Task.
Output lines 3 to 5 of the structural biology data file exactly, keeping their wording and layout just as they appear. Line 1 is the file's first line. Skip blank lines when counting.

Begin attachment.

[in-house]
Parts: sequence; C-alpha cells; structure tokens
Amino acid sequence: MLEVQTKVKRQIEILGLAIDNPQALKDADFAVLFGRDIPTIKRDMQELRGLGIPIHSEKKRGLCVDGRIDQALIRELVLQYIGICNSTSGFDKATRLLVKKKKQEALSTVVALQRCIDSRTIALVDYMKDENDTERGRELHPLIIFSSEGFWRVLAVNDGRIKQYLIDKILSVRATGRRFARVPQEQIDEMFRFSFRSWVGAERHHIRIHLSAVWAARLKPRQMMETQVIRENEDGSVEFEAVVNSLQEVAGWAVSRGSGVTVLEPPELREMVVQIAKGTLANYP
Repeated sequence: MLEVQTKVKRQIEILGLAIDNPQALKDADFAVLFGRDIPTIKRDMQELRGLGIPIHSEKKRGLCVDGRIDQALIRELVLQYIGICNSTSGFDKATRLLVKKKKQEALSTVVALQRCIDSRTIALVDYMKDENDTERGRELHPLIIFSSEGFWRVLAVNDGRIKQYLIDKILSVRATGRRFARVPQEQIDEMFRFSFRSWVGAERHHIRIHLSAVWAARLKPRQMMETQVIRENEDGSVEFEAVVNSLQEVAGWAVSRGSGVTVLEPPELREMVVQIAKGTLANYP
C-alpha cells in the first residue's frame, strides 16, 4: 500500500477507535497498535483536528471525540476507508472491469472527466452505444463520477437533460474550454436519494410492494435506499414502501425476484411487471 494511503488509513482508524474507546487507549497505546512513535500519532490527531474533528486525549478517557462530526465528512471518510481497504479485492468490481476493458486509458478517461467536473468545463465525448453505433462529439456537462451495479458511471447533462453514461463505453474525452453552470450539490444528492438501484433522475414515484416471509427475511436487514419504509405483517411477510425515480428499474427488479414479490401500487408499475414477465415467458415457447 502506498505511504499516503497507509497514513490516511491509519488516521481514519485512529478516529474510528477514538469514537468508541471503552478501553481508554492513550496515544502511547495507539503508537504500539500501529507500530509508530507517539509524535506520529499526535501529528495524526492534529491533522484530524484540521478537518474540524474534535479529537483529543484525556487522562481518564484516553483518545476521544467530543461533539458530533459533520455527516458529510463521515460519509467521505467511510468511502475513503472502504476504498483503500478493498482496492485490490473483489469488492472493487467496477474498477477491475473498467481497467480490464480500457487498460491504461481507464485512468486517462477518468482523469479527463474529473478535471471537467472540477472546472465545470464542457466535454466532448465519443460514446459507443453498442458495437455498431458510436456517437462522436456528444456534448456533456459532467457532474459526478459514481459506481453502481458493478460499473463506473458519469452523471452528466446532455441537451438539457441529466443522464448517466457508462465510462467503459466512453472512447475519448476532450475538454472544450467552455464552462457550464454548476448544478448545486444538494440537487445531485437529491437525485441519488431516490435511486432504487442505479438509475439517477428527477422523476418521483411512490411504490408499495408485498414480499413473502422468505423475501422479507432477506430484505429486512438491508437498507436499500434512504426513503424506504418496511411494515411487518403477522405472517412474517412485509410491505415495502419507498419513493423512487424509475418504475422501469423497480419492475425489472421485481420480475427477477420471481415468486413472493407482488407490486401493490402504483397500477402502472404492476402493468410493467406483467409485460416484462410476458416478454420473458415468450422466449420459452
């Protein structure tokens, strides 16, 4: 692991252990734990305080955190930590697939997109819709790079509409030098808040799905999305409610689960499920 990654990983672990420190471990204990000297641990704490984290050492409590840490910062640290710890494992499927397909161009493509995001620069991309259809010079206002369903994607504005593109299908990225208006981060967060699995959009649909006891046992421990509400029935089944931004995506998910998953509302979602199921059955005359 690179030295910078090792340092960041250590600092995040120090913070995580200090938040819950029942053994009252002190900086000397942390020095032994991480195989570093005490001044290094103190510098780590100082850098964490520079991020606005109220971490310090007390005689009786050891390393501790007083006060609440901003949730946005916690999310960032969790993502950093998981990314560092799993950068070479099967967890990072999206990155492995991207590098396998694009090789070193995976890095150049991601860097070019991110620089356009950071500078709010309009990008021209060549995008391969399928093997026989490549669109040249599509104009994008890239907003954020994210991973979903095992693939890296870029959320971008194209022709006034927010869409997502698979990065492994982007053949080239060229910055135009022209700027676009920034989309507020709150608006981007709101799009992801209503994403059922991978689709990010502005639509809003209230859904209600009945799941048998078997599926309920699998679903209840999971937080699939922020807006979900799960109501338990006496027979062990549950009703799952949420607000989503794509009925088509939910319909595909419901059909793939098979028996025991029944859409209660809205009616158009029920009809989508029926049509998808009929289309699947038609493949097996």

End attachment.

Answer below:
Amino acid sequence: MLEVQTKVKRQIEILGLAIDNPQALKDADFAVLFGRDIPTIKRDMQELRGLGIPIHSEKKRGLCVDGRIDQALIRELVLQYIGICNSTSGFDKATRLLVKKKKQEALSTVVALQRCIDSRTIALVDYMKDENDTERGRELHPLIIFSSEGFWRVLAVNDGRIKQYLIDKILSVRATGRRFARVPQEQIDEMFRFSFRSWVGAERHHIRIHLSAVWAARLKPRQMMETQVIRENEDGSVEFEAVVNSLQEVAGWAVSRGSGVTVLEPPELREMVVQIAKGTLANYP
Repeated sequence: MLEVQTKVKRQIEILGLAIDNPQALKDADFAVLFGRDIPTIKRDMQELRGLGIPIHSEKKRGLCVDGRIDQALIRELVLQYIGICNSTSGFDKATRLLVKKKKQEALSTVVALQRCIDSRTIALVDYMKDENDTERGRELHPLIIFSSEGFWRVLAVNDGRIKQYLIDKILSVRATGRRFARVPQEQIDEMFRFSFRSWVGAERHHIRIHLSAVWAARLKPRQMMETQVIRENEDGSVEFEAVVNSLQEVAGWAVSRGSGVTVLEPPELREMVVQIAKGTLANYP
C-alpha cells in the first residue's frame, strides 16, 4: 500500500477507535497498535483536528471525540476507508472491469472527466452505444463520477437533460474550454436519494410492494435506499414502501425476484411487471 494511503488509513482508524474507546487507549497505546512513535500519532490527531474533528486525549478517557462530526465528512471518510481497504479485492468490481476493458486509458478517461467536473468545463465525448453505433462529439456537462451495479458511471447533462453514461463505453474525452453552470450539490444528492438501484433522475414515484416471509427475511436487514419504509405483517411477510425515480428499474427488479414479490401500487408499475414477465415467458415457447 502506498505511504499516503497507509497514513490516511491509519488516521481514519485512529478516529474510528477514538469514537468508541471503552478501553481508554492513550496515544502511547495507539503508537504500539500501529507500530509508530507517539509524535506520529499526535501529528495524526492534529491533522484530524484540521478537518474540524474534535479529537483529543484525556487522562481518564484516553483518545476521544467530543461533539458530533459533520455527516458529510463521515460519509467521505467511510468511502475513503472502504476504498483503500478493498482496492485490490473483489469488492472493487467496477474498477477491475473498467481497467480490464480500457487498460491504461481507464485512468486517462477518468482523469479527463474529473478535471471537467472540477472546472465545470464542457466535454466532448465519443460514446459507443453498442458495437455498431458510436456517437462522436456528444456534448456533456459532467457532474459526478459514481459506481453502481458493478460499473463506473458519469452523471452528466446532455441537451438539457441529466443522464448517466457508462465510462467503459466512453472512447475519448476532450475538454472544450467552455464552462457550464454548476448544478448545486444538494440537487445531485437529491437525485441519488431516490435511486432504487442505479438509475439517477428527477422523476418521483411512490411504490408499495408485498414480499413473502422468505423475501422479507432477506430484505429486512438491508437498507436499500434512504426513503424506504418496511411494515411487518403477522405472517412474517412485509410491505415495502419507498419513493423512487424509475418504475422501469423497480419492475425489472421485481420480475427477477420471481415468486413472493407482488407490486401493490402504483397500477402502472404492476402493468410493467406483467409485460416484462410476458416478454420473458415468450422466449420459452